Office receptionists perform various administrative support tasks. This includes answering phones, receiving visitors, preparing meeting and training rooms, sorting and distributing mail, and making travel plans. They welcome visitors and deliver exceptional customer service assistance by addressing their questions and needs. They keep the reception area and all common areas clean and tidy at all times. Also, they operate standard office equipment regularly, such as fax machines, copy machines, and computers. Additionally, they maintain an inventory of office supplies and restock as needed.
For this role, you need a minimum of a high school diploma or its equivalent. You must have at least two years of relevant experience in an office environment. You must be proficient in Microsoft Office. Also, you must possess multitasking, prioritization, interpersonal, organization, time management, and communication skills. Employers may provide on-the-job training. Your salary will be between $23,000 and $42,000, with an average of $31,127 yearly.
There is more than meets the eye when it comes to being an office receptionist. For example, did you know that they make an average of $14.49 an hour? That's $30,146 a year!
Between 2018 and 2028, the career is expected to grow 5% and produce 59,300 job opportunities across the U.S.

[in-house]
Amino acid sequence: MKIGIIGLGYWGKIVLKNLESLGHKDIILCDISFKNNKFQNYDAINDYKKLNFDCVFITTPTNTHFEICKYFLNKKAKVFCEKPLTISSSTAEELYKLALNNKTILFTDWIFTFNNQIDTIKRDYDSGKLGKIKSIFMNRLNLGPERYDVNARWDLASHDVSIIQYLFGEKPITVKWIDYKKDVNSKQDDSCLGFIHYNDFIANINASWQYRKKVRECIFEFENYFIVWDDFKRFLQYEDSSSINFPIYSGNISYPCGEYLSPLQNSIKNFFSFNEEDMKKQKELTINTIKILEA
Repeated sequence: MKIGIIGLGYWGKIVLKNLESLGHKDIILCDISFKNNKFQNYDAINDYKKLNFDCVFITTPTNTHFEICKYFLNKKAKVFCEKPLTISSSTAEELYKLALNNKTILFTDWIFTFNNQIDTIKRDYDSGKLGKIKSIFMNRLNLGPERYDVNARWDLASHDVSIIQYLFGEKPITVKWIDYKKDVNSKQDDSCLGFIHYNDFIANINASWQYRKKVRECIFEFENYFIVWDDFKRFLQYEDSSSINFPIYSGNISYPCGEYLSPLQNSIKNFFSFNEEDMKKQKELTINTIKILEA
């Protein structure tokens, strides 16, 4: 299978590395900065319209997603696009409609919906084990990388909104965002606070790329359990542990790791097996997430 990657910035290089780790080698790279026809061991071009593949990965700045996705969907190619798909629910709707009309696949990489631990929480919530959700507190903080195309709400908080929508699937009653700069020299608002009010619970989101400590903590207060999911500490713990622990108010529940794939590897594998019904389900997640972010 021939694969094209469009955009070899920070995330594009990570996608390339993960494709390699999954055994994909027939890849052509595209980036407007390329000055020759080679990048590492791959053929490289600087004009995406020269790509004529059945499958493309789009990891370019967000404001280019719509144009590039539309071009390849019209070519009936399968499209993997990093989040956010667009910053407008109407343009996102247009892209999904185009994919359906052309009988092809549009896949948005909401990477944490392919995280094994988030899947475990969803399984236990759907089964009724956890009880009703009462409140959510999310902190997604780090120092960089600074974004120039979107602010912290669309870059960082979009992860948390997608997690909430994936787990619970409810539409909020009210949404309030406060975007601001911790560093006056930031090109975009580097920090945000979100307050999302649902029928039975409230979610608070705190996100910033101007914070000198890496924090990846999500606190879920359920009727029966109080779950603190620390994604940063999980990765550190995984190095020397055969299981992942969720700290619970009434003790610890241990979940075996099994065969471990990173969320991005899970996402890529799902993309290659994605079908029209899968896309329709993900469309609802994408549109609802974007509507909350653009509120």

There are certain skills that many office receptionists have in order to accomplish their responsibilities. By taking a look through resumes, we were able to narrow down the most common skills for a person in this position. We discovered that a lot of resumes listed communication skills, computer skills and integrity.
If you're interested in becoming an office receptionist, one of the first things to consider is how much education you need. We've determined that 35.9% of office receptionists have a bachelor's degree. In terms of higher education levels, we found that 2.3% of office receptionists have master's degrees. Even though some office receptionists have a college degree, it's possible to become one with only a high school degree or GED.
Choosing the right major is always an important step when researching how to become an office receptionist. When we researched the most common majors for an office receptionist, we found that they most commonly earn bachelor's degree degrees or high school diploma degrees. Other degrees that we often see on office receptionist resumes include associate degree degrees or diploma degrees.
You may find that experience in other jobs will help you become an office receptionist. In fact, many office receptionist jobs require experience in a role such as cashier. Meanwhile, many office receptionists also have previous career experience in roles such as receptionist or customer service representative.